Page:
A well-stocked bug-out bag is one of the staples of prepping. And bugging out is a necessary response to certain disasters. When I lived in Florida, a while back, it was common to see “Hurricane Evacuation Route” signs on the roads. Sometimes you need to Get Out Of Dodge. What I’d like to discuss in this post is how to weight the risks of hunkering down versus the risks of bugging out. Too often, the discussion focuses on the risks of remaining in place. Bugging out also carries risks.
On any ordinary day, if you decide to take a road trip, you probably don’t need to worry about food. You can stop at any of the over 600,000 restaurants, or pick up a few ready-to-eat items at any of the over 280,000 food stores in the U.S. today. But when the S really hits the fan, you might not have that option.
When the tidal wave hit Fukushima, Japan, the grocery stores in Tokyo, 175 miles away. Tokyo was not affected by the tidal wave or radioactive fallout. But people panicked and they emptied the shelves of all the food stores. Restaurants ran out of food and closed. It took weeks to restock the food.
If you bug out, you need to consider your food options. How much food can you take with you? You probably won’t have cooking facilities, so the types of food you can take are limited. You don’t want to bug out to “safety”, only to find a new disaster: no food. If a large number of persons are evacuating an area, there may not be enough food at their destination.
Other than taking food with you, another option is to plan your bug out to a more distant location than most of the crowd. If you can get further away, by departing sooner, you might be beyond the area affected by crowds seeking food.
The need for water is a little different. Usually, a bug out location can provide water for a sharp increase in persons, as long as there is power. Again, traveling sooner and further makes it more likely you will find water.
But I would suggest that a wilderness bug out location might not provide sufficient clean water. You see this a lot on prepping and survival blogs — tips for camping out when you bug out. But it is not usually a practical option. Hunting and gathering food in the wilderness takes much time, effort, equipment, and skills. And water sources are often contaminated.
You might want to include water purification equipment in your bug out bag. Some water sources in cities and towns might not be entirely safe, especially in an emergency, when water is given out from trucks into random assortments of containers.
When you evacuate your home, there are additional health risks. Being in a crowded location, without ideal facilities for personal hygiene, increases the likelihood of catching a disease: a cold, the flu, or something more serious. The stress of traveling and of enduring more difficult living and sleeping arrangements adds stress, which can be a factor in susceptibility to disease. This particular risk will vary depending on the individual person.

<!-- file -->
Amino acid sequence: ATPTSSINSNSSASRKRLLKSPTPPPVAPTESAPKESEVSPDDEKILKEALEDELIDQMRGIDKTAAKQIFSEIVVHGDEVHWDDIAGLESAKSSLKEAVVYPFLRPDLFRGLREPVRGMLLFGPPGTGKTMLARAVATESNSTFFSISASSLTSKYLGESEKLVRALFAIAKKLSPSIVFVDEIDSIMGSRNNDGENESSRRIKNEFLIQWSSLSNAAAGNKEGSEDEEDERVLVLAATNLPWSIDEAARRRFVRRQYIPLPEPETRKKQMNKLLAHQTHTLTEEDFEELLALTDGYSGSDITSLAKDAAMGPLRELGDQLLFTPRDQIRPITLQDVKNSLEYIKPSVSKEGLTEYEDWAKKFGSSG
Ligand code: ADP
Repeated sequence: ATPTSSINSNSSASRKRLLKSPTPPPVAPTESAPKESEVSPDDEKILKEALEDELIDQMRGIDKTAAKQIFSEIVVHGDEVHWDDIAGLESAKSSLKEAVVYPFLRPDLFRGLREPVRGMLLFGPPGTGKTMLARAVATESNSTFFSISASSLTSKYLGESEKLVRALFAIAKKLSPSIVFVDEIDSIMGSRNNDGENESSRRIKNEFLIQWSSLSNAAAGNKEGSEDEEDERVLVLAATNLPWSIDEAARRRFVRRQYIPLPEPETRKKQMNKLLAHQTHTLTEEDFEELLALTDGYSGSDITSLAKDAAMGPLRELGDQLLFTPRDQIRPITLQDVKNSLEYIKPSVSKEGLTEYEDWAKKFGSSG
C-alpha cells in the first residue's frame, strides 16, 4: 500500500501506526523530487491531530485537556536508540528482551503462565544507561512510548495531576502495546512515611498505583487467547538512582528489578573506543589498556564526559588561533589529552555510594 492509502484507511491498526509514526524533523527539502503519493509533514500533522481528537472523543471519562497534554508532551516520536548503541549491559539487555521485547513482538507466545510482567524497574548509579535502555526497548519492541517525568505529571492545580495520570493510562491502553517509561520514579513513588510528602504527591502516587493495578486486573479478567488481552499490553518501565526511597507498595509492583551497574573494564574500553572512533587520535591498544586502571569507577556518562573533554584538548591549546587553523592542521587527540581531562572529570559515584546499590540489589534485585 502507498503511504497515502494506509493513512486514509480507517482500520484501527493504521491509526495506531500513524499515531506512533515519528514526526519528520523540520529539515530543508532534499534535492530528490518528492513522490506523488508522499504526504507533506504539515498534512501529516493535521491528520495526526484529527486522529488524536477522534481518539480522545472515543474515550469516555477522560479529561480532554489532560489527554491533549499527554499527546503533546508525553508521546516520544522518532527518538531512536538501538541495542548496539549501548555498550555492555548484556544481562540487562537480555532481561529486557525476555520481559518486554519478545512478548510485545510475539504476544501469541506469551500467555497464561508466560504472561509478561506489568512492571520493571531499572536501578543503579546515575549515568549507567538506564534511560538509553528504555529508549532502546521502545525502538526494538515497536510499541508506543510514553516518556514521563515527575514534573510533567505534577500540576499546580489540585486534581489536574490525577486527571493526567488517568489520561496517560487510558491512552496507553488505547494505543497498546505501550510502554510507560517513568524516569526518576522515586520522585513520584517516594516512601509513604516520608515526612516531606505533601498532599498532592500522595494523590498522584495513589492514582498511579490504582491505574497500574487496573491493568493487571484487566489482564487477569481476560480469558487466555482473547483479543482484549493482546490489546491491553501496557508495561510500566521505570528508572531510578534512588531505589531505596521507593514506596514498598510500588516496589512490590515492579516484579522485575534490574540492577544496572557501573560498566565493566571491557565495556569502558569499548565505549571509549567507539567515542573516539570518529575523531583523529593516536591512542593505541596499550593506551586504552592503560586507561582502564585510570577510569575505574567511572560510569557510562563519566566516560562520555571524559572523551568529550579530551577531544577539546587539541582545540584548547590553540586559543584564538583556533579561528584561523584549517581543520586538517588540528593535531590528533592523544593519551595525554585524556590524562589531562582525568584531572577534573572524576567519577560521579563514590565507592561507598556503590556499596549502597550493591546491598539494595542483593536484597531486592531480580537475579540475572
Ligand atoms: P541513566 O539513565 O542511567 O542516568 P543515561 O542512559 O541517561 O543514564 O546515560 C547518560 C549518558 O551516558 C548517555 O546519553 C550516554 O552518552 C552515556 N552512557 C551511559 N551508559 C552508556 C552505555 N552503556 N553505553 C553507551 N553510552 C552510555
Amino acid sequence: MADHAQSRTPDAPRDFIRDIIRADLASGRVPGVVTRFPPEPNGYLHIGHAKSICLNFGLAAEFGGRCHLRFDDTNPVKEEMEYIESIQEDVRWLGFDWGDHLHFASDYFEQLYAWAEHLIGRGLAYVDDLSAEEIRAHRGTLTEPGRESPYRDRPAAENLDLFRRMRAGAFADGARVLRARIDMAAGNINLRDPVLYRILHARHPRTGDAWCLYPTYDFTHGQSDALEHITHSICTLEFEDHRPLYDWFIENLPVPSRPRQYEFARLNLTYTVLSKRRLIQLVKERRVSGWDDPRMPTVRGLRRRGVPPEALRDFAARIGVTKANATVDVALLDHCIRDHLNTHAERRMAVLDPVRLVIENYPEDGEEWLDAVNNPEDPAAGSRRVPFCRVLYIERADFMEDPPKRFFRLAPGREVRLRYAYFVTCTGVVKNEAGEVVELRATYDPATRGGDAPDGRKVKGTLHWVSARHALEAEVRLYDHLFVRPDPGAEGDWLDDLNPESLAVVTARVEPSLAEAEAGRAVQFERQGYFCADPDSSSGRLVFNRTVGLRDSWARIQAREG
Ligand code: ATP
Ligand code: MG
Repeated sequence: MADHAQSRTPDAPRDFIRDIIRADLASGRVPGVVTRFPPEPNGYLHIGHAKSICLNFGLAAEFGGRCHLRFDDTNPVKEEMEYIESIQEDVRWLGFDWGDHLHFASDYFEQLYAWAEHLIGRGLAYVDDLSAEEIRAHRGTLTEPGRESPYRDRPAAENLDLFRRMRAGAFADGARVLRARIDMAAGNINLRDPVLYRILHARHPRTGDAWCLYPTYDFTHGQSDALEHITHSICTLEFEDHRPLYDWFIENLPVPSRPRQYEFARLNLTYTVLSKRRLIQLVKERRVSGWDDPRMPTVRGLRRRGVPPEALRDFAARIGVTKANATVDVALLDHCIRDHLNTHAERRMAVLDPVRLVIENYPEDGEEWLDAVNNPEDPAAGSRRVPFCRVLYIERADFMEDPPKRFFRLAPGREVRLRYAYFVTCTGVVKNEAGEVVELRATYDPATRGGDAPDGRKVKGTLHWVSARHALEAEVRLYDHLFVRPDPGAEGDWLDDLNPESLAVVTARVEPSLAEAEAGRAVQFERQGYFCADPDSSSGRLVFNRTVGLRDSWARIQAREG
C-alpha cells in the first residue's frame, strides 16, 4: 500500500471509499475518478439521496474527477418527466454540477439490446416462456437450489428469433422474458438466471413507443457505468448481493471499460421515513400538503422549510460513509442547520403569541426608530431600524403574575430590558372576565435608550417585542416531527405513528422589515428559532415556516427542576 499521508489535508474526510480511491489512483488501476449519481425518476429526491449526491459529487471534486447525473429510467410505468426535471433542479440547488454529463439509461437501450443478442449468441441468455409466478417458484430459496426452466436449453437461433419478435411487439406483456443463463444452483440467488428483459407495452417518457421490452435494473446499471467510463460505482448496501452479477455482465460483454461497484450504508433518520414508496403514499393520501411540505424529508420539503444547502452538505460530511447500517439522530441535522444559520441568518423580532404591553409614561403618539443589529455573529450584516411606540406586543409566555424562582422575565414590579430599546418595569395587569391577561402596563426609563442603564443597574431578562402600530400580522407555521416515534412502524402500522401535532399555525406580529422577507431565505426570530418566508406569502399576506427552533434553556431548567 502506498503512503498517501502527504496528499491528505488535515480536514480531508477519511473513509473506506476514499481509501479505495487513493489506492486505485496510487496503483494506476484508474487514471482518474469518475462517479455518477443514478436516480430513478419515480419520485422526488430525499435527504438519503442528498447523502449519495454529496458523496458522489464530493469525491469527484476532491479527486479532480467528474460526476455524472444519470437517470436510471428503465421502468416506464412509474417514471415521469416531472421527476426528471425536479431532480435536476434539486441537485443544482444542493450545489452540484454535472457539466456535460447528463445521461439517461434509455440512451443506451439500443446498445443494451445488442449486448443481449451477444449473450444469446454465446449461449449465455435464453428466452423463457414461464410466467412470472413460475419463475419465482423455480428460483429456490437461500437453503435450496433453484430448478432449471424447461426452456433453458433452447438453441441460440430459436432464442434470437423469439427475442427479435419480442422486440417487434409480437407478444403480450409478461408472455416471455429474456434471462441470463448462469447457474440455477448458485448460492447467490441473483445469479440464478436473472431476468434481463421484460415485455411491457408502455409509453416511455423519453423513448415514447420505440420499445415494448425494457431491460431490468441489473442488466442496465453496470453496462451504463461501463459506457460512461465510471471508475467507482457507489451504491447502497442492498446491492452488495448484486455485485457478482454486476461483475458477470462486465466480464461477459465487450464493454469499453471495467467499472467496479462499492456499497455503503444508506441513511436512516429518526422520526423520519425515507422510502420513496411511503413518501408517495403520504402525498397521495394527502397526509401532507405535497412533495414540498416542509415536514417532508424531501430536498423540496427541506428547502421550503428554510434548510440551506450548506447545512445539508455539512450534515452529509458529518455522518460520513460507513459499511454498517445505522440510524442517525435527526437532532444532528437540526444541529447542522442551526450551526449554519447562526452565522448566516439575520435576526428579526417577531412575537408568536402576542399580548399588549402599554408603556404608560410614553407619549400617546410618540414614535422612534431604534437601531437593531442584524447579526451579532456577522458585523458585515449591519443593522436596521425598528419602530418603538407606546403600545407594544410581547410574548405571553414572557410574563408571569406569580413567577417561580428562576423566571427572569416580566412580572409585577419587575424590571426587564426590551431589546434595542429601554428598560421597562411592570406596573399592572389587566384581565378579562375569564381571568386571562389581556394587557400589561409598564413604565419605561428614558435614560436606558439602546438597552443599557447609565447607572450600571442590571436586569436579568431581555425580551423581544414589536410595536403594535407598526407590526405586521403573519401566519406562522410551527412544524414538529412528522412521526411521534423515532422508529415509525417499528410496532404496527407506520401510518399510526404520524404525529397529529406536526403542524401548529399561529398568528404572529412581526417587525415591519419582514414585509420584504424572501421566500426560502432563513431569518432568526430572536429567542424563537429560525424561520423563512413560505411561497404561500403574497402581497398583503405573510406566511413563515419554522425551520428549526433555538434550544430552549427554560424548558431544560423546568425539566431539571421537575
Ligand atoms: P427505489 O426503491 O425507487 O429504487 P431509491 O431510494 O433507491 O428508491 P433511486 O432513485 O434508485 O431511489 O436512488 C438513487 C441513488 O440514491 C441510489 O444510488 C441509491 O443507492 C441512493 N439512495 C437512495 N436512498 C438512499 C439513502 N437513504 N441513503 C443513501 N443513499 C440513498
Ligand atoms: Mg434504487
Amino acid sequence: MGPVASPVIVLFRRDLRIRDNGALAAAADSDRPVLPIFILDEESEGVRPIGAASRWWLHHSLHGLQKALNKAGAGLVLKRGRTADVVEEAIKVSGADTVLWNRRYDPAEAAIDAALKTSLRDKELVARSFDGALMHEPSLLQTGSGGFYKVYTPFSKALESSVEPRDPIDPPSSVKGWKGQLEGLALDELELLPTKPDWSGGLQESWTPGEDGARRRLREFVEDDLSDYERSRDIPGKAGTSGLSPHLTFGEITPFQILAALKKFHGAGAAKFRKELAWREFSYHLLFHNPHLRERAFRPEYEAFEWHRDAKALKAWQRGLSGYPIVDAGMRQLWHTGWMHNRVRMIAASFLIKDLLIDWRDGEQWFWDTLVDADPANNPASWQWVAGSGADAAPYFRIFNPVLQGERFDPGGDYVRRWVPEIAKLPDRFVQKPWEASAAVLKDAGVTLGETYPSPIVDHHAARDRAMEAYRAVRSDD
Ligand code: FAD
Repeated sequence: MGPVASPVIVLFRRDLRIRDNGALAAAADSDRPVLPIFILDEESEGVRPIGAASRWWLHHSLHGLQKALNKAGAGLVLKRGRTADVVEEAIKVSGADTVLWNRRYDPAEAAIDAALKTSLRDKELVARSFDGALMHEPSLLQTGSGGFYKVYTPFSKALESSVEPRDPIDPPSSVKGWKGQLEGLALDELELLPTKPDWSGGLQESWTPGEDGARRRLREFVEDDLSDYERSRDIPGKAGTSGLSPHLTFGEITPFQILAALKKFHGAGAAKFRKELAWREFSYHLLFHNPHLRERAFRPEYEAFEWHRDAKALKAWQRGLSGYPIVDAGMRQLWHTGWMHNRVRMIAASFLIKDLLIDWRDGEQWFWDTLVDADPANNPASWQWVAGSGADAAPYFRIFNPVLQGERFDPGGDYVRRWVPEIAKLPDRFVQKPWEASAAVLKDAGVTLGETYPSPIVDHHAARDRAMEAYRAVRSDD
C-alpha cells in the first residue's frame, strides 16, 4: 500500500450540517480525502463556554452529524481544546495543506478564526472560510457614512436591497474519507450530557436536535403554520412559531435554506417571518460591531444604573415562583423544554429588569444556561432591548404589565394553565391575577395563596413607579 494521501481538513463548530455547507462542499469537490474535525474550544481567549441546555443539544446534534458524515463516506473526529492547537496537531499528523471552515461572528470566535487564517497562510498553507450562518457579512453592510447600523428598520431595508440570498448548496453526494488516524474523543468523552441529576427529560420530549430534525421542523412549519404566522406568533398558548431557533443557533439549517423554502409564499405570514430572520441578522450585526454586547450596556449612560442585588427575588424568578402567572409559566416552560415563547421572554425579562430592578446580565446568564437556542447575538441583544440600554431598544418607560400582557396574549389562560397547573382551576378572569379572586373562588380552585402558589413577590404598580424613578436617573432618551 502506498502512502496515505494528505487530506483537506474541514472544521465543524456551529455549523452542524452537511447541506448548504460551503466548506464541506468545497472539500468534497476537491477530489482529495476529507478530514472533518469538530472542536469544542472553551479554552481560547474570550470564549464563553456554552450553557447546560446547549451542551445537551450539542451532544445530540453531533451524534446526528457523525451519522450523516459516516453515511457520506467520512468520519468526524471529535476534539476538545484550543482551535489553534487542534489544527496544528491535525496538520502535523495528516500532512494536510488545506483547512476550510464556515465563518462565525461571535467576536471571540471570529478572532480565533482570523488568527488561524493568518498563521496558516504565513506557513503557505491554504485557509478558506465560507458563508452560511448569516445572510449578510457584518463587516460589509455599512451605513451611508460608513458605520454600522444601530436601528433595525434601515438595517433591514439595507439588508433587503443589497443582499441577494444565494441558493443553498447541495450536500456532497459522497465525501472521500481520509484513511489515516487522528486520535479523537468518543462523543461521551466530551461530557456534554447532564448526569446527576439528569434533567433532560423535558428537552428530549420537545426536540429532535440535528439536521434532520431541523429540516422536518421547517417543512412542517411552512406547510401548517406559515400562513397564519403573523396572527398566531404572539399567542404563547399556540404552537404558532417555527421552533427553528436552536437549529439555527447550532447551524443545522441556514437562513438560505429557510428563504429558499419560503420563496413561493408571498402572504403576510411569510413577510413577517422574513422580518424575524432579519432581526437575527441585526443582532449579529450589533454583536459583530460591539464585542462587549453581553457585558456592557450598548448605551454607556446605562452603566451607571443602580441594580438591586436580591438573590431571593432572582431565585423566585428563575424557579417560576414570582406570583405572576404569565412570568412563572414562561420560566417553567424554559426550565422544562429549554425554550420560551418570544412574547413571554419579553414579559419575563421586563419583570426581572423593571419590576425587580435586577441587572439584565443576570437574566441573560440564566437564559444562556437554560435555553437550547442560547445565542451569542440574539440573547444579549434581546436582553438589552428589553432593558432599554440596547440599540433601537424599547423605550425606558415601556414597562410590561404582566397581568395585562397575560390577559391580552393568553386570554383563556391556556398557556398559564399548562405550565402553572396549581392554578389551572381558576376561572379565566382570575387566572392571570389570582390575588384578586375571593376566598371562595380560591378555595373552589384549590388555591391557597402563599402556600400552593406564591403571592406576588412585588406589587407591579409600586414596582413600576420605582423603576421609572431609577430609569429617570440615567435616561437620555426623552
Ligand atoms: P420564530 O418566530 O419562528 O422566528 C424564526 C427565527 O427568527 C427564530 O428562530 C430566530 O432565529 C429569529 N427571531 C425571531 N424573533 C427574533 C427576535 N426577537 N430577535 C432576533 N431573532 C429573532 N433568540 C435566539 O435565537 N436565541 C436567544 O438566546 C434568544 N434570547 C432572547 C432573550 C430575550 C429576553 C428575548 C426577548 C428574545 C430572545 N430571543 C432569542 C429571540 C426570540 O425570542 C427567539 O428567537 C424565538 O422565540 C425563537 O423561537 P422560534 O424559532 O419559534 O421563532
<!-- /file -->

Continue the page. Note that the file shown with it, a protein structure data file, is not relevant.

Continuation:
Suppose there is a snowstorm in a town, and one thousand persons go out and shovel their driveway or walkway when it is over. The stress of shoveling increases the likelihood that some of those persons will have a heart attack. I don’t know what the exact odds are, but they certainly increase. So what happens when a million persons evacuate an area? The additional stress on those persons is probably responsible for an increase in heart attacks and other illnesses.
If you are healthy and fit, perhaps the odds of this factor affecting you are low. But it is something to consider.
Suppose that you evacuate by car in the winter, and you are stranded on the roadway in a snowstorm. You may have been better off at home. Your car may run out of gas while idling, and you will not be able to keep warm. If you live in an area with cold winters, your car should probably have a bug out kit that includes blankets or sleeping bags (not just space blankets).
What if you but out in response to radioactive fallout from a power plant disaster? Panic might result in a traffic jam that would strand you in your car, while radioactive fallout surrounds you. A house basement offers some protection from fallout. A car offers little or no protection. If you are not in an area where evacuation is necessary to survive, you might want to consider bugging out to your basement.
Whenever you evacuate your home, you have to consider not only where you will go, but how long you will stay there. Will you run out of food and supplies? What will you do for work if you cannot return home anytime soon? It’s a complicated decision, and I can’t offer any hard and fast rules to evaluate the risks. But what I will suggest to you is that most persons will panic and flee, whereas the well-prepared prepper will make a rational decision based on an awareness of the risks of leaving compared to the risks of staying.